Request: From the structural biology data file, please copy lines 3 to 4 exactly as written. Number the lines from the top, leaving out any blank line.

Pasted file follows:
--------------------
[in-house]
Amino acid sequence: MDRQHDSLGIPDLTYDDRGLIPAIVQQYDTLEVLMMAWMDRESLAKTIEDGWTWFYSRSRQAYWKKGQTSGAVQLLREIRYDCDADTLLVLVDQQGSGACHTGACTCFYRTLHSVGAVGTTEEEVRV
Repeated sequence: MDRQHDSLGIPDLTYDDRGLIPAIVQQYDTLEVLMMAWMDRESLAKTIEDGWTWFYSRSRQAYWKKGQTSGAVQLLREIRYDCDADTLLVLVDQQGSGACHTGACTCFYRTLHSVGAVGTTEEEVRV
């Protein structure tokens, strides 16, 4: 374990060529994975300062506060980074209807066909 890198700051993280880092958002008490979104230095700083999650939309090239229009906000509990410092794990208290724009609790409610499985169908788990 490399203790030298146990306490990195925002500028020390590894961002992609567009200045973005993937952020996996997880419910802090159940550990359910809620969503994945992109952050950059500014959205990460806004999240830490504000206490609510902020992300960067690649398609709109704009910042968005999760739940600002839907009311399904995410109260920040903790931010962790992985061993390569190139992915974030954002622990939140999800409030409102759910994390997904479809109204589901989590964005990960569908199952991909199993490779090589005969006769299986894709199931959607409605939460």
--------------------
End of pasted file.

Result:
Repeated sequence: MDRQHDSLGIPDLTYDDRGLIPAIVQQYDTLEVLMMAWMDRESLAKTIEDGWTWFYSRSRQAYWKKGQTSGAVQLLREIRYDCDADTLLVLVDQQGSGACHTGACTCFYRTLHSVGAVGTTEEEVRV
């Protein structure tokens, strides 16, 4: 374990060529994975300062506060980074209807066909 890198700051993280880092958002008490979104230095700083999650939309090239229009906000509990410092794990208290724009609790409610499985169908788990 490399203790030298146990306490990195925002500028020390590894961002992609567009200045973005993937952020996996997880419910802090159940550990359910809620969503994945992109952050950059500014959205990460806004999240830490504000206490609510902020992300960067690649398609709109704009910042968005999760739940600002839907009311399904995410109260920040903790931010962790992985061993390569190139992915974030954002622990939140999800409030409102759910994390997904479809109204589901989590964005990960569908199952991909199993490779090589005969006769299986894709199931959607409605939460």